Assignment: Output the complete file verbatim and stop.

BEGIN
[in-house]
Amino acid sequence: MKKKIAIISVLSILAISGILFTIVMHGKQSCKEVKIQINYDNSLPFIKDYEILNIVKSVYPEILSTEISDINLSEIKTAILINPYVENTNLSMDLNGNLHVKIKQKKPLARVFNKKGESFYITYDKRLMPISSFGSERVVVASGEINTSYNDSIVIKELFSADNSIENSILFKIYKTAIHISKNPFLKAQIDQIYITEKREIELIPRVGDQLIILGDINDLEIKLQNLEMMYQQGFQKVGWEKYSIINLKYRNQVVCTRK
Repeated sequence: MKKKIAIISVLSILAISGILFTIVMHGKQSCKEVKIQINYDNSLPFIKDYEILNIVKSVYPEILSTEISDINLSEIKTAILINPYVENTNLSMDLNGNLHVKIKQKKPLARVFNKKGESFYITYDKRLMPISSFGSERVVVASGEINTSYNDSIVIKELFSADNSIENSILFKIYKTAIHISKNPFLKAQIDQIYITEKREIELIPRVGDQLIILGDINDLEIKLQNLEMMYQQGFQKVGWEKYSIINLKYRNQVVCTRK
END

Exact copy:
[in-house]
Amino acid sequence: MKKKIAIISVLSILAISGILFTIVMHGKQSCKEVKIQINYDNSLPFIKDYEILNIVKSVYPEILSTEISDINLSEIKTAILINPYVENTNLSMDLNGNLHVKIKQKKPLARVFNKKGESFYITYDKRLMPISSFGSERVVVASGEINTSYNDSIVIKELFSADNSIENSILFKIYKTAIHISKNPFLKAQIDQIYITEKREIELIPRVGDQLIILGDINDLEIKLQNLEMMYQQGFQKVGWEKYSIINLKYRNQVVCTRK
Repeated sequence: MKKKIAIISVLSILAISGILFTIVMHGKQSCKEVKIQINYDNSLPFIKDYEILNIVKSVYPEILSTEISDINLSEIKTAILINPYVENTNLSMDLNGNLHVKIKQKKPLARVFNKKGESFYITYDKRLMPISSFGSERVVVASGEINTSYNDSIVIKELFSADNSIENSILFKIYKTAIHISKNPFLKAQIDQIYITEKREIELIPRVGDQLIILGDINDLEIKLQNLEMMYQQGFQKVGWEKYSIINLKYRNQVVCTRK